Would be cool to get more opinions on it.

Also note that the buttons in the header area of Google+ are <a> tags, probably since they actually link to separate pages. I guess that's Google's practice.


Yes, use pointer. I don't know why G doesn't, but that is not good practice. There should be a visual indication that an object can be clicked, other than a highlighted border.


Yes, changing the cursor to indicate the element can be clicked is the easiest method to communicate this and for the user to understand it.

But it is not unheard of since desktop applications most likely do not change the cursor hovering on a button. It is mostly a web browser feature.


It's always been my belief that one should try to stick to the browser's native behavior when possible. Web browsers (on personal computers) have pretty consistent pointer states for links (which take you to another page) and form elements (which activate an ability on the current page [with the exception of 'submit' buttons]).

In this regard it seems like Google is doing the right thing. Only run against the user's previously acquired assumptions if there is a very good reason.


Is there some downside that I am not seeing with relation to using <button> instead of a <div>?

I have always used <button> tags (occasionally <a> tags as well). Along with a css reset and some custom changes I can make the button look like anything I want.


These look good to me (apart from the previously mentioned issue of not actually using <a> tags or similar), but where's the license on these? Neither the site nor the download includes any license information.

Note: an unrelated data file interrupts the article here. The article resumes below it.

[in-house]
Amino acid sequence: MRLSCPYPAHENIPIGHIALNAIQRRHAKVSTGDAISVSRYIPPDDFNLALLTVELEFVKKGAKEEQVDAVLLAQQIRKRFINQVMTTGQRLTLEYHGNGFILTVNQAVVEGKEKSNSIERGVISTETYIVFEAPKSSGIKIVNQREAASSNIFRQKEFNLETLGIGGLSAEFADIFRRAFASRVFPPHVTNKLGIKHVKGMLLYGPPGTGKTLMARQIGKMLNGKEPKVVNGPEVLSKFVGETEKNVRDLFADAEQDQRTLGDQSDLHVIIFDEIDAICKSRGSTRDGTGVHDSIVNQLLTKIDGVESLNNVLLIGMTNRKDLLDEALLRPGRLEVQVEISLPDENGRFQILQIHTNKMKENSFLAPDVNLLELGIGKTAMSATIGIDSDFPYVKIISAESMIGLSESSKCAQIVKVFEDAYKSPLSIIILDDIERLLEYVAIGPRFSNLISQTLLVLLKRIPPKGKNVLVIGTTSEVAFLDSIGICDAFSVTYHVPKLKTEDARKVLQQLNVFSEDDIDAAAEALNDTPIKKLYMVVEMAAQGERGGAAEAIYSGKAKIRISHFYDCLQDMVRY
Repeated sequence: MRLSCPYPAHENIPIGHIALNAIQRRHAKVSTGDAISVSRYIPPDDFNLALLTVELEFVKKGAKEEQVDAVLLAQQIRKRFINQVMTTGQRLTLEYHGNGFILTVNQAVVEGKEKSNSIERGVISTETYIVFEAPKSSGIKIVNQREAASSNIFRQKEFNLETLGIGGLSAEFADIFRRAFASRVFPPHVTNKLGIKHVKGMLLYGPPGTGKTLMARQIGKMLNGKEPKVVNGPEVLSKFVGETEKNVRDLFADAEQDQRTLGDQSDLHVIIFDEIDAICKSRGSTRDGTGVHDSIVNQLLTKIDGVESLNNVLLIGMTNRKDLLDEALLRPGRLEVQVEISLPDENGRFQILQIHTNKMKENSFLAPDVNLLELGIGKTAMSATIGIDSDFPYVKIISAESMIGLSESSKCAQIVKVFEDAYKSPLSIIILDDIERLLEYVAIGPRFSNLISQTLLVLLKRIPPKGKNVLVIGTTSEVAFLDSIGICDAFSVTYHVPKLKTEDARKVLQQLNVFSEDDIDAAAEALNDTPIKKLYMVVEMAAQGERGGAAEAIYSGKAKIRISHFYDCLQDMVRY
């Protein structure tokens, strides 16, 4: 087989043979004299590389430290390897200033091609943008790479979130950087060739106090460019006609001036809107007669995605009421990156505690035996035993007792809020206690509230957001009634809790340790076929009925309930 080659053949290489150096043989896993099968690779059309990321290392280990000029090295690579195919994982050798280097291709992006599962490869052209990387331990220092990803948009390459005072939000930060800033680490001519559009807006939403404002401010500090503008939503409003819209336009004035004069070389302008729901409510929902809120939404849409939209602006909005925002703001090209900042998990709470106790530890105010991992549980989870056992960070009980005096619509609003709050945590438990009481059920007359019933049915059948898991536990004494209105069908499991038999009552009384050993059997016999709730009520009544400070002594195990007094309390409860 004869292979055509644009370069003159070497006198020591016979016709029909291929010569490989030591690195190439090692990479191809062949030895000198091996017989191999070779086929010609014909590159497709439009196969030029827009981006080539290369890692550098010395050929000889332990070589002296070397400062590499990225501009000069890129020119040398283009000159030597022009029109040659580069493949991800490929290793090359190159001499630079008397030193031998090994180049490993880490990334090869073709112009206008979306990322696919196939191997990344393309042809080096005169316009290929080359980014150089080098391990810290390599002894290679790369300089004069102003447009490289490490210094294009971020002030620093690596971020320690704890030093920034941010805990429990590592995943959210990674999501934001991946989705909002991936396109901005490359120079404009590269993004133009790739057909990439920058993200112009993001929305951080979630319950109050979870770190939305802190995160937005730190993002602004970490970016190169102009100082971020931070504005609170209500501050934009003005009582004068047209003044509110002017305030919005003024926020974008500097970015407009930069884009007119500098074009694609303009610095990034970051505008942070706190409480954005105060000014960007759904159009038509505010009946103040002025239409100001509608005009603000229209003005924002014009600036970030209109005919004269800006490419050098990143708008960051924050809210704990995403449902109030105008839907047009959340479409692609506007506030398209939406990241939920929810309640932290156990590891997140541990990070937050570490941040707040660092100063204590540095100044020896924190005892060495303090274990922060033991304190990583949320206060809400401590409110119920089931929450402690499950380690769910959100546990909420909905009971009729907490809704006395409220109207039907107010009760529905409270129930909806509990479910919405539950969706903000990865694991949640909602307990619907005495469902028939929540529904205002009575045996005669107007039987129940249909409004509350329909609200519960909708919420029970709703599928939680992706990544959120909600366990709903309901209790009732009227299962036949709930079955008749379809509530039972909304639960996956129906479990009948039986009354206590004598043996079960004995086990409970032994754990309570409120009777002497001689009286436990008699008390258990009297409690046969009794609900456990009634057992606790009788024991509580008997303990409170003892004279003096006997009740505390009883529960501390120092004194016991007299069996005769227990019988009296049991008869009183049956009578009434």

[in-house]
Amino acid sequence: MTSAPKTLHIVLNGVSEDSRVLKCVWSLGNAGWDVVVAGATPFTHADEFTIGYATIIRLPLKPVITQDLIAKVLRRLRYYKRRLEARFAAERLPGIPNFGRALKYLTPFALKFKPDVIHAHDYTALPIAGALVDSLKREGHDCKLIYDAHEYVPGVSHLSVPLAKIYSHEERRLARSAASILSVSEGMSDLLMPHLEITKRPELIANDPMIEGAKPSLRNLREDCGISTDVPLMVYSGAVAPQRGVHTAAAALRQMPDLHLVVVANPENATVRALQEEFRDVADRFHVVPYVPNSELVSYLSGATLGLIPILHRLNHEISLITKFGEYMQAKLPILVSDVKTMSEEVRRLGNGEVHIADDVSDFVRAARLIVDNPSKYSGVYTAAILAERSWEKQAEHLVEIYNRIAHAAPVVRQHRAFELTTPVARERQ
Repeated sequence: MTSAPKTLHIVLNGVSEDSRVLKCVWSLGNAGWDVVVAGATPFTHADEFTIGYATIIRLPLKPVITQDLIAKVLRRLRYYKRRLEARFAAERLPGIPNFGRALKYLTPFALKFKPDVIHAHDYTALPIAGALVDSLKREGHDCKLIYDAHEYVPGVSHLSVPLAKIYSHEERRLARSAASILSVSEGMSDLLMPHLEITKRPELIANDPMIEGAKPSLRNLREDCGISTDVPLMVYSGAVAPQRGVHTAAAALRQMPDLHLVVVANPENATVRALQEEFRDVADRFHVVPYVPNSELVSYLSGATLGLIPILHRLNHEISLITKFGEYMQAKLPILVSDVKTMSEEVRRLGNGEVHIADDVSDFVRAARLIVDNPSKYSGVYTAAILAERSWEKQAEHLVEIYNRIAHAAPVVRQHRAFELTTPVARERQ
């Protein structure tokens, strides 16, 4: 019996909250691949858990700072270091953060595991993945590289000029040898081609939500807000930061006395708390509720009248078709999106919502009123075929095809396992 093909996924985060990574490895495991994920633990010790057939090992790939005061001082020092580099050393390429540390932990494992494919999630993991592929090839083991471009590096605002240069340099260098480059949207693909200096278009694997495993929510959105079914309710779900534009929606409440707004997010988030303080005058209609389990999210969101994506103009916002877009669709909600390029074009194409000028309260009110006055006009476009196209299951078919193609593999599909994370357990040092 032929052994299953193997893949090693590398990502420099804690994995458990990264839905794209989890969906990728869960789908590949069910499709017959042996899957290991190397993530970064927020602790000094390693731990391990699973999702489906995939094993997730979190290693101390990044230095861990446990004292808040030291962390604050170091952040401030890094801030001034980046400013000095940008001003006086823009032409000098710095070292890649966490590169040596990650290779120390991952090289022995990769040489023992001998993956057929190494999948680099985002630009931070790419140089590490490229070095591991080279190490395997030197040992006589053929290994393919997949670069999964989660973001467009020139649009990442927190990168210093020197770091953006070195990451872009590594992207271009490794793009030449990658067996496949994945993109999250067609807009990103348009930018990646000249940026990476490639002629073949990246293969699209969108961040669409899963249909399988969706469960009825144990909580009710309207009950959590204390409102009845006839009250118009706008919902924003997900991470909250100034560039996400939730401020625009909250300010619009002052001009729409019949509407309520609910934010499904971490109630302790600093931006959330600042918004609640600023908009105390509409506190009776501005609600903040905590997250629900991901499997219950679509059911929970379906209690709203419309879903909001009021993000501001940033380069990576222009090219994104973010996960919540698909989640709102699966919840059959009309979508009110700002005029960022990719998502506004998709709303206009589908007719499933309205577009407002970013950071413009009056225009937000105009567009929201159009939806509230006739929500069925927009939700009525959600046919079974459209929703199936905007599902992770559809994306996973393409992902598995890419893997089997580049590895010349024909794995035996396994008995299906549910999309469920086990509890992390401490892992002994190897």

almost identical to the particletree buttons from almost 4(!) years ago http://particletree.com/features/rediscovering-the-button-el...


I like the buttons described there. They were also rolled into blueprint css as the 'buttons' plugin.

https://github.com/joshuaclayton/blueprint-css/tree/master/b...


Well done. Backpacking an existing fad to get visibility from early adopters on your project. Case study in excellent blog-marketing.

Thanks for the buttons too~


No, no, no! Please don't let GMail and G+'s new look become a new fad. The white space around every element is very wasteful and obnoxious. Not everyone has huge resolutions and those that do don't appreciate having to scroll several times just to see past the first 4 or 5 entries in a list view.


I like the "flatter" UI design overall, but I agree on the whitespace. Especially in Gmail. I wouldn't mind a flatter phase going through The Internets, as I think it's less distracting, but I entirely agree. Less wasteful display of data, please.

I would be interested in any info people may have as to whether such a large amount of whitespace does or does not improve user's understanding/use of sites. I like dense displays, but I'm also willing to learn how to use more powerful tools, as I value the efficiency.


Yes the extra whitespace in gmail is good. Just read TuFte's book on ink-to-information ratio. Good stuff


This has nothing to do with whitespace. It's just a CSS library for Google+ style buttons.


But it does have something (ie, everything) to do with spreading the Google+ style, which includes the whitespace.


I think you're going to lose this battle :)